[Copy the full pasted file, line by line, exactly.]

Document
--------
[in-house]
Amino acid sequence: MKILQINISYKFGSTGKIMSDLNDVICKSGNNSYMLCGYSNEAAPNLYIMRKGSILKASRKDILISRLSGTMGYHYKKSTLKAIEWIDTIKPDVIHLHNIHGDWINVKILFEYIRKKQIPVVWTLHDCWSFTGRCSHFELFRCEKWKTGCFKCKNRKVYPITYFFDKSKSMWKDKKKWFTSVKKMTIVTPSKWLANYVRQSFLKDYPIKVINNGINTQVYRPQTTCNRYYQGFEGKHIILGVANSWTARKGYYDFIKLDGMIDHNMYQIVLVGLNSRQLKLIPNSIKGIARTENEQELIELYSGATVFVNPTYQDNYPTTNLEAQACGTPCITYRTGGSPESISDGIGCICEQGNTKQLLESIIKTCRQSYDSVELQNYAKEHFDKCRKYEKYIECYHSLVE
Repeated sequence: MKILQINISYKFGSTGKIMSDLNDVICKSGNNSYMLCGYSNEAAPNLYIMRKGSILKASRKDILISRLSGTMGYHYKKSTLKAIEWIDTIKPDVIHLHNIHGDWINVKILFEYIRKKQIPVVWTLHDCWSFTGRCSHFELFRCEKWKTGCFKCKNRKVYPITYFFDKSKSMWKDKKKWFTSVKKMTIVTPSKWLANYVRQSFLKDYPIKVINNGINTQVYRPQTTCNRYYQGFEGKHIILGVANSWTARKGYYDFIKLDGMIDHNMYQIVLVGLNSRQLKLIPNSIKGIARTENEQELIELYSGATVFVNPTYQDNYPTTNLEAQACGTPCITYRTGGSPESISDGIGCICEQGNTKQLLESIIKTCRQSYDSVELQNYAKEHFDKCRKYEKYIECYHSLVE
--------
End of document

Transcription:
[in-house]
Amino acid sequence: MKILQINISYKFGSTGKIMSDLNDVICKSGNNSYMLCGYSNEAAPNLYIMRKGSILKASRKDILISRLSGTMGYHYKKSTLKAIEWIDTIKPDVIHLHNIHGDWINVKILFEYIRKKQIPVVWTLHDCWSFTGRCSHFELFRCEKWKTGCFKCKNRKVYPITYFFDKSKSMWKDKKKWFTSVKKMTIVTPSKWLANYVRQSFLKDYPIKVINNGINTQVYRPQTTCNRYYQGFEGKHIILGVANSWTARKGYYDFIKLDGMIDHNMYQIVLVGLNSRQLKLIPNSIKGIARTENEQELIELYSGATVFVNPTYQDNYPTTNLEAQACGTPCITYRTGGSPESISDGIGCICEQGNTKQLLESIIKTCRQSYDSVELQNYAKEHFDKCRKYEKYIECYHSLVE
Repeated sequence: MKILQINISYKFGSTGKIMSDLNDVICKSGNNSYMLCGYSNEAAPNLYIMRKGSILKASRKDILISRLSGTMGYHYKKSTLKAIEWIDTIKPDVIHLHNIHGDWINVKILFEYIRKKQIPVVWTLHDCWSFTGRCSHFELFRCEKWKTGCFKCKNRKVYPITYFFDKSKSMWKDKKKWFTSVKKMTIVTPSKWLANYVRQSFLKDYPIKVINNGINTQVYRPQTTCNRYYQGFEGKHIILGVANSWTARKGYYDFIKLDGMIDHNMYQIVLVGLNSRQLKLIPNSIKGIARTENEQELIELYSGATVFVNPTYQDNYPTTNLEAQACGTPCITYRTGGSPESISDGIGCICEQGNTKQLLESIIKTCRQSYDSVELQNYAKEHFDKCRKYEKYIECYHSLVE